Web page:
Potentilla fruticosa Day Dawn


Potentillas can be grown in containers but they do best in the open ground. The shorter varieties make ideal rockery plants


This section is almost not needed for potentillas because they very rarely suffer from any problems at all. If they are grown in water-logged conditions the roots can rot. The solution is not grow them in these conditions. If they get less than four hours of sunshine a day the flowering display will decline. If they are left totally unpruned for many years they may also fail to flower. In this case prune them back hard to a third of their size to rejuvenate them.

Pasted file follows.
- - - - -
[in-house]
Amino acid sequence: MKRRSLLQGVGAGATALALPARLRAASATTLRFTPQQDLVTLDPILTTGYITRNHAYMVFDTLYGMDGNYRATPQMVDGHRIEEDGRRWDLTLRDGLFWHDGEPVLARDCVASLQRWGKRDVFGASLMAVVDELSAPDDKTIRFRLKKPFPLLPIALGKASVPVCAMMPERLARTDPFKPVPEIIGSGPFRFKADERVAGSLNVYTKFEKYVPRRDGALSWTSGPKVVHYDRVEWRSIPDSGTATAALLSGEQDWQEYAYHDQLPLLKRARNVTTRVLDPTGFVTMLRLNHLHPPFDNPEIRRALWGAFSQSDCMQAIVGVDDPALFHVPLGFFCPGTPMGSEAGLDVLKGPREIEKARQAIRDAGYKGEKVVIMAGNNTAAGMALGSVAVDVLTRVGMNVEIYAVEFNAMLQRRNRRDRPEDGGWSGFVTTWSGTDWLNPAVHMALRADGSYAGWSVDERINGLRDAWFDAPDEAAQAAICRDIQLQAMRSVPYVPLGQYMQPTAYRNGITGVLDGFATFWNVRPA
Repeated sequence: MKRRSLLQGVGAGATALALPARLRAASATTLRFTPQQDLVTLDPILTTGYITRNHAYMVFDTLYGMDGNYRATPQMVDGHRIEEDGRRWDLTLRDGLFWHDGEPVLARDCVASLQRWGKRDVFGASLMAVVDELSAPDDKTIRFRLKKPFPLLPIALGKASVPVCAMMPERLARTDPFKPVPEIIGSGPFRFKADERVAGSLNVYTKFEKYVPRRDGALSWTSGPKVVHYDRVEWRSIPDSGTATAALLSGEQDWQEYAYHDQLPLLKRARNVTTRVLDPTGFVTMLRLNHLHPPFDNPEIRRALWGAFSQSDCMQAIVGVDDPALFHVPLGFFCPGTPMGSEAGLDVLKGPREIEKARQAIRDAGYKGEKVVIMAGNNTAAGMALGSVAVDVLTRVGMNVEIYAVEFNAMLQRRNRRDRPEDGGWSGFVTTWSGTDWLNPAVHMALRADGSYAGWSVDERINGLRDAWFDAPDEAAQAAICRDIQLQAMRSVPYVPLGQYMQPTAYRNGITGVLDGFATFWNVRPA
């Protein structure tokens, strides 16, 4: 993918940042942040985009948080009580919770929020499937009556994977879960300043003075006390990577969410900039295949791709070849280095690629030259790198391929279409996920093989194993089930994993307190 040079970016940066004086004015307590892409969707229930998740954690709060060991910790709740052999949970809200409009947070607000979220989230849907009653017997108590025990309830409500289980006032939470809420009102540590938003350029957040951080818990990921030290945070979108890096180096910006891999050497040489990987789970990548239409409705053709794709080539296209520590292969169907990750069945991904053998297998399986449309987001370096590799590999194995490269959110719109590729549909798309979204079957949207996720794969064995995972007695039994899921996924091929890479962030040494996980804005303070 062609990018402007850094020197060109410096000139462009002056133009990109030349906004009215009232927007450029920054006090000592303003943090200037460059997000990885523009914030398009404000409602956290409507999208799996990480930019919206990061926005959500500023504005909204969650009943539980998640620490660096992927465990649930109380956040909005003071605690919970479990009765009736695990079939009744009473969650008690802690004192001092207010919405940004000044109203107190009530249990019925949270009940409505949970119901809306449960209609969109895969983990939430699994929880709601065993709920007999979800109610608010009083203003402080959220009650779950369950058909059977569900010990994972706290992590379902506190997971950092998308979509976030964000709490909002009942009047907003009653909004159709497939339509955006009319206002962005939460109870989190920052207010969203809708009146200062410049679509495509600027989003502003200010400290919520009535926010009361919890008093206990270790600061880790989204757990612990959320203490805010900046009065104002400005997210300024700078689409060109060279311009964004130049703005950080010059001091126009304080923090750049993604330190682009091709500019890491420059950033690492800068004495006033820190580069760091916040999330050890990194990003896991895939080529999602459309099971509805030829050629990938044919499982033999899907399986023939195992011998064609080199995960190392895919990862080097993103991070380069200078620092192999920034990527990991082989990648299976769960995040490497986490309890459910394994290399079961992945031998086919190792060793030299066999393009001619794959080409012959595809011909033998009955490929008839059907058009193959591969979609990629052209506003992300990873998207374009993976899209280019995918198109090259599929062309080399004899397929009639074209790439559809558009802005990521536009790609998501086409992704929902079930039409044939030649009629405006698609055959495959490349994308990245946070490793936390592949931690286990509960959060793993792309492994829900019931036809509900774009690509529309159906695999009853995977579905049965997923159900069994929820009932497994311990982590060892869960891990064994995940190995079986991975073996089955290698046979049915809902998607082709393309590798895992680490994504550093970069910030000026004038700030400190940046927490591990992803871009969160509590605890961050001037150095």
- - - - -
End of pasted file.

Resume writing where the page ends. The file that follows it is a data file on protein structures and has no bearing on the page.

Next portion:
Potentillas grow most reliably from semi-ripe cuttings. The best time to do this is from July to August. Look for stems which have grown this year where the base of the stem is slightly woody but the top 10cm to 15cm (4in to 6in) is soft and green. The best stems will be at the top of the plant and fully exposed to the sun. Avoid taking cuttings from stems which have flowers on them. 

Use a sharp knife to cut off a 10cm / 4in stem just below a leaf node. Trim off lower leaves so that only four or so remain at the top. You can dip the base of the cutting in hormone rooting powder but this is entirely optional. Fill an 8cm /3in pot with multi-purpose compost and insert the cutting into it so that at least 3cm of the stem is in the compost. It can be inserted further but you don't want the leaves to touch the compost.